Journal of Clinical and Diagnostic Research, ISSN - 0973 - 709X

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Original article / research
Table of Contents - Year : 2017 | Month : February | Volume : 11 | Issue : 2 | Page : ZC13 - ZC16

Comparison of Cone Beam Computed Tomography and Multi Slice Computed Tomography Image Quality of Human Dried Mandible using 10 Anatomical Landmarks ZC13-ZC16

Samira Saati, Fatemeh Kaveh, Shiva Yarmohammadi

Correspondence
Dr. Shiva Yarmohammadi,
Assistant Professor Department of Oral and Maxillofacial Radiology, Faculty of Dentistry,
Kurdistan University of Medical Sciences, Kurdistan, Iran.
E-mail: sh2am3535@yahoo.com

Introduction: Cone Beam Computed Tomography (CBCT) has gained a broad acceptance in dentomaxillofacial imaging. Computed Tomography (CT) is another imaging modality for diagnosis and preoperative assessments of the head and neck region.

Aim: Considering the increased radiation exposure and high cost of CT, this study sought to subjectively assess the image quality of CBCT and Multi Slice CT (MSCT).

Materials and Methods: A dry human mandible was scanned by five CBCT systems (New Tom 3G, Scanora, Cran ex 3D, Promax and Galileos) and one MSCT system. Three independent oral and maxillofacial radiologists reviewed the CBCT and MSCT scans for the quality of 10 landmarks namely mental foramen, trabecular bone, Periodontal Ligament (PDL), dentin, incisive canal, mandibular canal, dental pulp, enamel, lamina dura and cortical bone using a five-point scale.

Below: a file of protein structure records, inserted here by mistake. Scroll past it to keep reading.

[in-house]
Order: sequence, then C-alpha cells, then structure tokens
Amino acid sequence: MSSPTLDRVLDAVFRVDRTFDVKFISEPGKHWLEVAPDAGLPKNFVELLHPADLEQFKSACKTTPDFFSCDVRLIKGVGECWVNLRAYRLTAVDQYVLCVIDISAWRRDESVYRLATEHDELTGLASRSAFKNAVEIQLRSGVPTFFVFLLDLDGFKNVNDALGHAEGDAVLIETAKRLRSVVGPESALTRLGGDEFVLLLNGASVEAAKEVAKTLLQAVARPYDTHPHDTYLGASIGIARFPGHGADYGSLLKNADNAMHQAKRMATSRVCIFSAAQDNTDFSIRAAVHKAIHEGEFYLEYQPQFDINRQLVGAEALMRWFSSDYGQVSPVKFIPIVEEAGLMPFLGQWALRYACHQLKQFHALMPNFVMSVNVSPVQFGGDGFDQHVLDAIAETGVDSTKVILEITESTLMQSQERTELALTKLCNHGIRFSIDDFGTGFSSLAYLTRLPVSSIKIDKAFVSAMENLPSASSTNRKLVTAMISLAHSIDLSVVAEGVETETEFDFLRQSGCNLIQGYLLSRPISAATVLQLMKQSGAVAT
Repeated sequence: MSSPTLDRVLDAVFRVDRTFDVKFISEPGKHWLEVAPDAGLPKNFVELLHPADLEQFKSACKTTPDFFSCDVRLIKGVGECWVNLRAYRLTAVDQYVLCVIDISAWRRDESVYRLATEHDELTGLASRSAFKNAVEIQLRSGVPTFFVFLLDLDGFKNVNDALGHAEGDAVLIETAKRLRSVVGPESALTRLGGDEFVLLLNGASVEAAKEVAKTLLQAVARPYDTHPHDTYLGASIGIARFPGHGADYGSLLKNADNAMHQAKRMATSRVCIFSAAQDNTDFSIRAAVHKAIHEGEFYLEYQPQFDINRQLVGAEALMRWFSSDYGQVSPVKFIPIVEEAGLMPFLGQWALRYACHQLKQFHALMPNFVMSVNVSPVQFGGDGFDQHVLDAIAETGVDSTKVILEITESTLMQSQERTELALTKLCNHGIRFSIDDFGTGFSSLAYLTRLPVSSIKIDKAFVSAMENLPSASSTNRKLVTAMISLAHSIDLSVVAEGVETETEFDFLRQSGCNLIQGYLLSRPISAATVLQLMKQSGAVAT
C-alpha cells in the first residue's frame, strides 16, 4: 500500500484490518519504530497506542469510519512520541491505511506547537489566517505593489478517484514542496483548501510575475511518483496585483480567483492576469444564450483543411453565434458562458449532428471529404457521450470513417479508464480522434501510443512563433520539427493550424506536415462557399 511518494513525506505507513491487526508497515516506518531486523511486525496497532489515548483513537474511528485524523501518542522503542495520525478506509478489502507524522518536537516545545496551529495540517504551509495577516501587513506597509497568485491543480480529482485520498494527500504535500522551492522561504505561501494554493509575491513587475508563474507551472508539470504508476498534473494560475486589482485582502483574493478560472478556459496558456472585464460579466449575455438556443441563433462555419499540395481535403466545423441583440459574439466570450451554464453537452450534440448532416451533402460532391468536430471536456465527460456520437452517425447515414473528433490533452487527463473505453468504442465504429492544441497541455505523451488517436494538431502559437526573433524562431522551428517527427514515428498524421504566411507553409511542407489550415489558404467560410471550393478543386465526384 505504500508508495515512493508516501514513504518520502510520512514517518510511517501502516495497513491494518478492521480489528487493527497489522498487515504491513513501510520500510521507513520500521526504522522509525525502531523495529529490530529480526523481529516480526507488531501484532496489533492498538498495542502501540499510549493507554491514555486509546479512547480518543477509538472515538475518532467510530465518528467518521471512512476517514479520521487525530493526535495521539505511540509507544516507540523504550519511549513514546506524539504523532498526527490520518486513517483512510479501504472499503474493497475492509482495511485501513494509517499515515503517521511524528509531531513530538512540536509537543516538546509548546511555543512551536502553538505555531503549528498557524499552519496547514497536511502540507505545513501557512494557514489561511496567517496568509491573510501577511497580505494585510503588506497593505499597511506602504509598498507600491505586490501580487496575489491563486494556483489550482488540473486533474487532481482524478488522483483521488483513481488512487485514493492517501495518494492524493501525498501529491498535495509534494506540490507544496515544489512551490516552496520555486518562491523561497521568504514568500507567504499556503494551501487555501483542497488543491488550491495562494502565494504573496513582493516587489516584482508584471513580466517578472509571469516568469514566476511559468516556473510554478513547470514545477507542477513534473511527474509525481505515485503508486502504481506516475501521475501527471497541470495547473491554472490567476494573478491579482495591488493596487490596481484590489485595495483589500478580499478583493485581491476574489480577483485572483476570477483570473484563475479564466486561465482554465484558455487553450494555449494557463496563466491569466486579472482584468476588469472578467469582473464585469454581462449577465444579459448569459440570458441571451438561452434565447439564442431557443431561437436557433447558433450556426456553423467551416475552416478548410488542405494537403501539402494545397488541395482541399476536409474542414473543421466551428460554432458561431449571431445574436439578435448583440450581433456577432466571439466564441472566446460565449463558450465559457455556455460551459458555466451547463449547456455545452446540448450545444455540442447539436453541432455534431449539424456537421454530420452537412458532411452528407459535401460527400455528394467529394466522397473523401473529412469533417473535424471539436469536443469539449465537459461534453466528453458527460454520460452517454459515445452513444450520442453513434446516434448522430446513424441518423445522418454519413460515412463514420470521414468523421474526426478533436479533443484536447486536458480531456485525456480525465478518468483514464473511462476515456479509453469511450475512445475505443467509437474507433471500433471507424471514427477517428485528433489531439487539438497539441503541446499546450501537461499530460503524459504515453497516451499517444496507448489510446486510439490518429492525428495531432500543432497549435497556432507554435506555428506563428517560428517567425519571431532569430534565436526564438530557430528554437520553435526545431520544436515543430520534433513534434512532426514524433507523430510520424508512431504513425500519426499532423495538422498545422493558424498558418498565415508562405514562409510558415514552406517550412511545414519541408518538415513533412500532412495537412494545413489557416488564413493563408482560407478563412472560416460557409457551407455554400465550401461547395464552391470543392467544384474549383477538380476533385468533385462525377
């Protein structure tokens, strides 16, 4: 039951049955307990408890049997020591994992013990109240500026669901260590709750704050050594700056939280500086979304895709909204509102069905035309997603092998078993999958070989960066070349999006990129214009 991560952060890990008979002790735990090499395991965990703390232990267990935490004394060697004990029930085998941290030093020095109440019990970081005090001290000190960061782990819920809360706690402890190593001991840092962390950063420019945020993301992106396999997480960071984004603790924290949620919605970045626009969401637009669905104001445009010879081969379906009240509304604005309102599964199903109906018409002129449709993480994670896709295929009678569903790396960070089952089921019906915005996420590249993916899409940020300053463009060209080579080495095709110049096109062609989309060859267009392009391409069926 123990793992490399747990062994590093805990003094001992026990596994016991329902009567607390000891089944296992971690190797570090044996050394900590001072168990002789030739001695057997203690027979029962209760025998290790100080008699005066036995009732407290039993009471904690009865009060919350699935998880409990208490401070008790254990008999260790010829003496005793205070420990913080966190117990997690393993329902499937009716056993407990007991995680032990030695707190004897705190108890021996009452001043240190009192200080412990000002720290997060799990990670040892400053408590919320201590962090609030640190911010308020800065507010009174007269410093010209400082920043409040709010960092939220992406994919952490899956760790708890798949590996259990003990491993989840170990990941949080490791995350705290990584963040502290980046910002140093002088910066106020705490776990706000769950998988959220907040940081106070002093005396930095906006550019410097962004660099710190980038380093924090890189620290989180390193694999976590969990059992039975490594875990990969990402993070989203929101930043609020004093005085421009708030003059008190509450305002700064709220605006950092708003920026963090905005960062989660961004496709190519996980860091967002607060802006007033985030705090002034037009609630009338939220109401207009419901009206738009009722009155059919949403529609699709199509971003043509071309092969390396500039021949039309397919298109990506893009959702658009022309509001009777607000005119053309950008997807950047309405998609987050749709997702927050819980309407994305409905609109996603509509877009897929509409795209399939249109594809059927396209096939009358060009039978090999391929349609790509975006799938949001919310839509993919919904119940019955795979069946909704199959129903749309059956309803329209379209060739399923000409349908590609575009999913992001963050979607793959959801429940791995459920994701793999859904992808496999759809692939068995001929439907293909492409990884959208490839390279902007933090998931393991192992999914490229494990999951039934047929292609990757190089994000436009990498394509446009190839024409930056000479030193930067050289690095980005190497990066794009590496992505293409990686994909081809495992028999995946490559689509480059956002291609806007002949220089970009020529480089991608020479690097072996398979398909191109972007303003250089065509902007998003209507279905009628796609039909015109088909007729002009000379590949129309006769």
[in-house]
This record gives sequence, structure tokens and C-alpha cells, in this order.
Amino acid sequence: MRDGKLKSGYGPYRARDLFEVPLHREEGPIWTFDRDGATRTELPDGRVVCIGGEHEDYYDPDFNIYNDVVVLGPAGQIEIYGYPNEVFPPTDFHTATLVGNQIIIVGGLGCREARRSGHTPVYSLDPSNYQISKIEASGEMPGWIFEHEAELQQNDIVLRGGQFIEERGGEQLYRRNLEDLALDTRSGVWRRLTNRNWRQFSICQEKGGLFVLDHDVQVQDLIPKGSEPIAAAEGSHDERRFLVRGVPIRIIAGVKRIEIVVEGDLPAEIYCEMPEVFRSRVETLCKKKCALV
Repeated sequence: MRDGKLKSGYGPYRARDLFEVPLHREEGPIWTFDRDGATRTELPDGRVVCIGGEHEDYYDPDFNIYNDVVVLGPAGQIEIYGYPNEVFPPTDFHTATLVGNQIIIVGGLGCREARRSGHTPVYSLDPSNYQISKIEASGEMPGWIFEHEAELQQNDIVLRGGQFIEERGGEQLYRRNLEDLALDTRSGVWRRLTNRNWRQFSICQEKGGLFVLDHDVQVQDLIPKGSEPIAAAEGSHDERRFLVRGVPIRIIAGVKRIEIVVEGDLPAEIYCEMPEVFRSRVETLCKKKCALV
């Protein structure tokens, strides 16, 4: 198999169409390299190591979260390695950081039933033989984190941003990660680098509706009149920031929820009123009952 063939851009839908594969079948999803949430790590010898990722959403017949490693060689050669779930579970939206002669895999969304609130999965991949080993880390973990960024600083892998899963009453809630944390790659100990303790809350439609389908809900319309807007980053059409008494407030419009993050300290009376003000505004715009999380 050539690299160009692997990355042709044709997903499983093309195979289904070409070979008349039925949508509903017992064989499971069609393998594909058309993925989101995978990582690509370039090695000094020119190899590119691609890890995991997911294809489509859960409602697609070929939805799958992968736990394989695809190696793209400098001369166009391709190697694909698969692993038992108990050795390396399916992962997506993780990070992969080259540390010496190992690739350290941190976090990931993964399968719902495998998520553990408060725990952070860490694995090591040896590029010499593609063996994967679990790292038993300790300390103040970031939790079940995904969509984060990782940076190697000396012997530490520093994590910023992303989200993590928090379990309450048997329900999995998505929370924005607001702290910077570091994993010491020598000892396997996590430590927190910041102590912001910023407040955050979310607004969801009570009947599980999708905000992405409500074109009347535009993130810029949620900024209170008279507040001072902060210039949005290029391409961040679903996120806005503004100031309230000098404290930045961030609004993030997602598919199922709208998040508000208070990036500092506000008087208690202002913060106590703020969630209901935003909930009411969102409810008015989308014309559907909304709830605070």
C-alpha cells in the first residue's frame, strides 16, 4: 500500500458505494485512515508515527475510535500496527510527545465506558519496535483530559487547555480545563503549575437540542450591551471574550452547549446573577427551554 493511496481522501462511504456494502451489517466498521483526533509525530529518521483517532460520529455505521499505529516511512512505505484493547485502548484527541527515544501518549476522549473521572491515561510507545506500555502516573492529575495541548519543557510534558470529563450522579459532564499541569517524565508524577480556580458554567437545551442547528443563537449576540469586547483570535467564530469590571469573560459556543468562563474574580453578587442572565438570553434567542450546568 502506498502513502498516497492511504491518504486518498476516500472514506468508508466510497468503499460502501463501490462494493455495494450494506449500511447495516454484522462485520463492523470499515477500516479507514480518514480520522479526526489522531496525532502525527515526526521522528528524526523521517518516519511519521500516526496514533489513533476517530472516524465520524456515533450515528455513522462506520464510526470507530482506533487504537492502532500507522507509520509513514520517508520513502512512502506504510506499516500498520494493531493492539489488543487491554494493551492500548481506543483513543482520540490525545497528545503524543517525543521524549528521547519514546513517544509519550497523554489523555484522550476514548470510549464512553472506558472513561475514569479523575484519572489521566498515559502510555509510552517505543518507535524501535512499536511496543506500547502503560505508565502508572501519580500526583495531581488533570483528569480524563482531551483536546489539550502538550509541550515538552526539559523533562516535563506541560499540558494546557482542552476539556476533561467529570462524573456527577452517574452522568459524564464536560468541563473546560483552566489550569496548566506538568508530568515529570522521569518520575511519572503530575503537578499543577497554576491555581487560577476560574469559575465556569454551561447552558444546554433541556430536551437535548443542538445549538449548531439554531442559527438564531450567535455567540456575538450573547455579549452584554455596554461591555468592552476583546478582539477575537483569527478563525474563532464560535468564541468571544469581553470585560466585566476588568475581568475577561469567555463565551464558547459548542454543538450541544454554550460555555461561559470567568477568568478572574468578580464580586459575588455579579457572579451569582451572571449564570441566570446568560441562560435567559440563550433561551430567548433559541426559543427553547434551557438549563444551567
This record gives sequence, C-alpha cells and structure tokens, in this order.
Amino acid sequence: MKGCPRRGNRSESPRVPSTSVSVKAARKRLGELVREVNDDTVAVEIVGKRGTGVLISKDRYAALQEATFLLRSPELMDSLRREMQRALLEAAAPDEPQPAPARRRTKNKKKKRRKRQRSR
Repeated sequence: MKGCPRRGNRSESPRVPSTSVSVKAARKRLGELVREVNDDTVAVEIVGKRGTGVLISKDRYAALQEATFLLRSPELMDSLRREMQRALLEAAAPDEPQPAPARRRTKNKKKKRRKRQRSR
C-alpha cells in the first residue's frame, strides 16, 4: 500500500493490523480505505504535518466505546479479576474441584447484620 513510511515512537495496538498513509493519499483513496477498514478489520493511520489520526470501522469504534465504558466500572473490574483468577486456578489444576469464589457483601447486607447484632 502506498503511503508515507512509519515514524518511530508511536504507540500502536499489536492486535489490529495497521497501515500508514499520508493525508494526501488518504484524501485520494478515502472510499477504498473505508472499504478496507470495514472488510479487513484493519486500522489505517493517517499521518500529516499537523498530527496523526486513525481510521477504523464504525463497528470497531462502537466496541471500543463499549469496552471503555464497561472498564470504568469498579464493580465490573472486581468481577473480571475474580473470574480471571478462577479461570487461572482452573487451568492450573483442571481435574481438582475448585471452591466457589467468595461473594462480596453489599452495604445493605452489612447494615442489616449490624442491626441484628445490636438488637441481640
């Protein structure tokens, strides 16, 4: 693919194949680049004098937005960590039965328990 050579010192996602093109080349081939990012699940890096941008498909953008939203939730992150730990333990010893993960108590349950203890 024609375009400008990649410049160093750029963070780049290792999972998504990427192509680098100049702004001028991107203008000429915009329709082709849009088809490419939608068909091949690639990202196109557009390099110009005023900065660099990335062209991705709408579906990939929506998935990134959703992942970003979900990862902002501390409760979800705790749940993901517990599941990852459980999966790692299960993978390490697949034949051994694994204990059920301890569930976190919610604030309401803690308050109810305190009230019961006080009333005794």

Results: Significant differences were found between MSCT and CBCT and among the five CBCT systems (p<0.05) in visualization of different anatomical structures. A fine structure such as the incisive canal was significantly less visible and more variable among the systems in comparison with other anatomical landmarks such as the mental foramen, mandibular canal, cortical bone, dental pulp, enamel and dentin (p<0.05). The Cranex 3D and Promax systems were superior to MSCT and all other CBCT systems in visualizing anatomical structures.

Conclusion: The CBCT image quality was superior to that of MSCT even though some variability existed among different CBCT systems in visualizing fine structures. Considering the low radiation dose and high resolution, CBCT may be beneficial for dentomaxillofacial imaging.